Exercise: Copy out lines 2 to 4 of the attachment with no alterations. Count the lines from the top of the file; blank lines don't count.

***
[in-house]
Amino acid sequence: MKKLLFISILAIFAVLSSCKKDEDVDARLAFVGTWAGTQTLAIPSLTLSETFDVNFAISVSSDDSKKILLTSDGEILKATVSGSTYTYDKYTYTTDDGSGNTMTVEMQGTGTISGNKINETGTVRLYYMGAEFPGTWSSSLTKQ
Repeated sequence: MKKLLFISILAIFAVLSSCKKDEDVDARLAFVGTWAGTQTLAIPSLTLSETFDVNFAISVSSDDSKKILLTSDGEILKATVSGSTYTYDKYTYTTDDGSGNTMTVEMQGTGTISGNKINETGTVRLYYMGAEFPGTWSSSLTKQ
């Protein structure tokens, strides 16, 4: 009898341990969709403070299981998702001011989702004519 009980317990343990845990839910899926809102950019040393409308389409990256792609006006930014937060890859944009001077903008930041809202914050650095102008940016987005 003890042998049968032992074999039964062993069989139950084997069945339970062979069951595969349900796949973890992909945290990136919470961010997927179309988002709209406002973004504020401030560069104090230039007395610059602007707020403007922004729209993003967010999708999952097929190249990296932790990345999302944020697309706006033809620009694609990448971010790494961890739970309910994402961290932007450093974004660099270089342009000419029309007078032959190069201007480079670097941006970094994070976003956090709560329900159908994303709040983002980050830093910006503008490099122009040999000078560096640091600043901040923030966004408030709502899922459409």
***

Amino acid sequence: MKKLLFISILAIFAVLSSCKKDEDVDARLAFVGTWAGTQTLAIPSLTLSETFDVNFAISVSSDDSKKILLTSDGEILKATVSGSTYTYDKYTYTTDDGSGNTMTVEMQGTGTISGNKINETGTVRLYYMGAEFPGTWSSSLTKQ
Repeated sequence: MKKLLFISILAIFAVLSSCKKDEDVDARLAFVGTWAGTQTLAIPSLTLSETFDVNFAISVSSDDSKKILLTSDGEILKATVSGSTYTYDKYTYTTDDGSGNTMTVEMQGTGTISGNKINETGTVRLYYMGAEFPGTWSSSLTKQ
């Protein structure tokens, strides 16, 4: 009898341990969709403070299981998702001011989702004519 009980317990343990845990839910899926809102950019040393409308389409990256792609006006930014937060890859944009001077903008930041809202914050650095102008940016987005 003890042998049968032992074999039964062993069989139950084997069945339970062979069951595969349900796949973890992909945290990136919470961010997927179309988002709209406002973004504020401030560069104090230039007395610059602007707020403007922004729209993003967010999708999952097929190249990296932790990345999302944020697309706006033809620009694609990448971010790494961890739970309910994402961290932007450093974004660099270089342009000419029309007078032959190069201007480079670097941006970094994070976003956090709560329900159908994303709040983002980050830093910006503008490099122009040999000078560096640091600043901040923030966004408030709502899922459409």